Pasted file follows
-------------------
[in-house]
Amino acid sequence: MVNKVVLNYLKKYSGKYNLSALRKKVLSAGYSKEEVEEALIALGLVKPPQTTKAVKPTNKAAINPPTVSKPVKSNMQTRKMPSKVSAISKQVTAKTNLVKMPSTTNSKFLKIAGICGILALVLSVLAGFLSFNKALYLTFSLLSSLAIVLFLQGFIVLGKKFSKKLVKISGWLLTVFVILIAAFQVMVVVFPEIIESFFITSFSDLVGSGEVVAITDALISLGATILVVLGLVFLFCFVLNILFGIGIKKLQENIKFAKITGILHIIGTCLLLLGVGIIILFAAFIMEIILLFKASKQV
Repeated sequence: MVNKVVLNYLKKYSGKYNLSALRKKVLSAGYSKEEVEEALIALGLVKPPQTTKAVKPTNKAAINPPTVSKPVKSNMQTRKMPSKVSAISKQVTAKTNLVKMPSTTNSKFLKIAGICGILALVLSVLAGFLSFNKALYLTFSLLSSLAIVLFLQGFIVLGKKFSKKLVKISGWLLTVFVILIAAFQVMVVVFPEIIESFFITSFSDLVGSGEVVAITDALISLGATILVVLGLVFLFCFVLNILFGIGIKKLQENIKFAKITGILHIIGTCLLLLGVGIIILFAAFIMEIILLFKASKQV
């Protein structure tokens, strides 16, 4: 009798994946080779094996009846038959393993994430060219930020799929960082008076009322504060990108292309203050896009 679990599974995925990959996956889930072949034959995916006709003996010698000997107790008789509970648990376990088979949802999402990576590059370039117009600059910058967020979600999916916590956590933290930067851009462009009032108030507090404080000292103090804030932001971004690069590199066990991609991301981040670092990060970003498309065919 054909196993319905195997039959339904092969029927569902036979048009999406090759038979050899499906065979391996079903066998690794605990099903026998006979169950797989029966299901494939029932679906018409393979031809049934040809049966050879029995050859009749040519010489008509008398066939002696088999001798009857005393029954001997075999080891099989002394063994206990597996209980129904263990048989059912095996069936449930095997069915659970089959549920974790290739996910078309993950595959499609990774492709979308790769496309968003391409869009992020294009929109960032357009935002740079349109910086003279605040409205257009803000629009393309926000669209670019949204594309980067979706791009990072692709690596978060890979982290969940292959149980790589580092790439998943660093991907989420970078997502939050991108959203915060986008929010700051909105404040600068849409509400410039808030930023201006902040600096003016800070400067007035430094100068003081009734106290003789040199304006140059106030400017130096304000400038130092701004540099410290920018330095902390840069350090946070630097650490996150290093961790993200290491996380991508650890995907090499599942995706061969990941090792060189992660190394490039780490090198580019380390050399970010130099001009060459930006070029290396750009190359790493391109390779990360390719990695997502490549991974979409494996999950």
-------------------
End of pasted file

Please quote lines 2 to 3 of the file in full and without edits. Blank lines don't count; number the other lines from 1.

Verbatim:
Amino acid sequence: MVNKVVLNYLKKYSGKYNLSALRKKVLSAGYSKEEVEEALIALGLVKPPQTTKAVKPTNKAAINPPTVSKPVKSNMQTRKMPSKVSAISKQVTAKTNLVKMPSTTNSKFLKIAGICGILALVLSVLAGFLSFNKALYLTFSLLSSLAIVLFLQGFIVLGKKFSKKLVKISGWLLTVFVILIAAFQVMVVVFPEIIESFFITSFSDLVGSGEVVAITDALISLGATILVVLGLVFLFCFVLNILFGIGIKKLQENIKFAKITGILHIIGTCLLLLGVGIIILFAAFIMEIILLFKASKQV
Repeated sequence: MVNKVVLNYLKKYSGKYNLSALRKKVLSAGYSKEEVEEALIALGLVKPPQTTKAVKPTNKAAINPPTVSKPVKSNMQTRKMPSKVSAISKQVTAKTNLVKMPSTTNSKFLKIAGICGILALVLSVLAGFLSFNKALYLTFSLLSSLAIVLFLQGFIVLGKKFSKKLVKISGWLLTVFVILIAAFQVMVVVFPEIIESFFITSFSDLVGSGEVVAITDALISLGATILVVLGLVFLFCFVLNILFGIGIKKLQENIKFAKITGILHIIGTCLLLLGVGIIILFAAFIMEIILLFKASKQV